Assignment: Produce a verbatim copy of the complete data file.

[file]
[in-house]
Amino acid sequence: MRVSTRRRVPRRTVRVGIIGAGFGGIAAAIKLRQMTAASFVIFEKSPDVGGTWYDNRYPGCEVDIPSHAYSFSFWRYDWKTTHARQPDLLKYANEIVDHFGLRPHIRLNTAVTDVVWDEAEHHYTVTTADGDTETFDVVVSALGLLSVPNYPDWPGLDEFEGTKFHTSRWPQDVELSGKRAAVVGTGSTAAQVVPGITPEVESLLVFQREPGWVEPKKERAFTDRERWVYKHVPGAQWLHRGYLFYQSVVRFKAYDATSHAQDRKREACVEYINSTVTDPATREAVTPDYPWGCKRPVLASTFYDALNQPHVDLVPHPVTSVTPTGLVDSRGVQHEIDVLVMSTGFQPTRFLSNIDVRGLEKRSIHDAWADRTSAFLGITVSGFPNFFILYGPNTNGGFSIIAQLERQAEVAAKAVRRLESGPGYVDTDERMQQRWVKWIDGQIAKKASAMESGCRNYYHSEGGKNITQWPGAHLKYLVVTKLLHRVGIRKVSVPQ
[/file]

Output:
[in-house]
Amino acid sequence: MRVSTRRRVPRRTVRVGIIGAGFGGIAAAIKLRQMTAASFVIFEKSPDVGGTWYDNRYPGCEVDIPSHAYSFSFWRYDWKTTHARQPDLLKYANEIVDHFGLRPHIRLNTAVTDVVWDEAEHHYTVTTADGDTETFDVVVSALGLLSVPNYPDWPGLDEFEGTKFHTSRWPQDVELSGKRAAVVGTGSTAAQVVPGITPEVESLLVFQREPGWVEPKKERAFTDRERWVYKHVPGAQWLHRGYLFYQSVVRFKAYDATSHAQDRKREACVEYINSTVTDPATREAVTPDYPWGCKRPVLASTFYDALNQPHVDLVPHPVTSVTPTGLVDSRGVQHEIDVLVMSTGFQPTRFLSNIDVRGLEKRSIHDAWADRTSAFLGITVSGFPNFFILYGPNTNGGFSIIAQLERQAEVAAKAVRRLESGPGYVDTDERMQQRWVKWIDGQIAKKASAMESGCRNYYHSEGGKNITQWPGAHLKYLVVTKLLHRVGIRKVSVPQ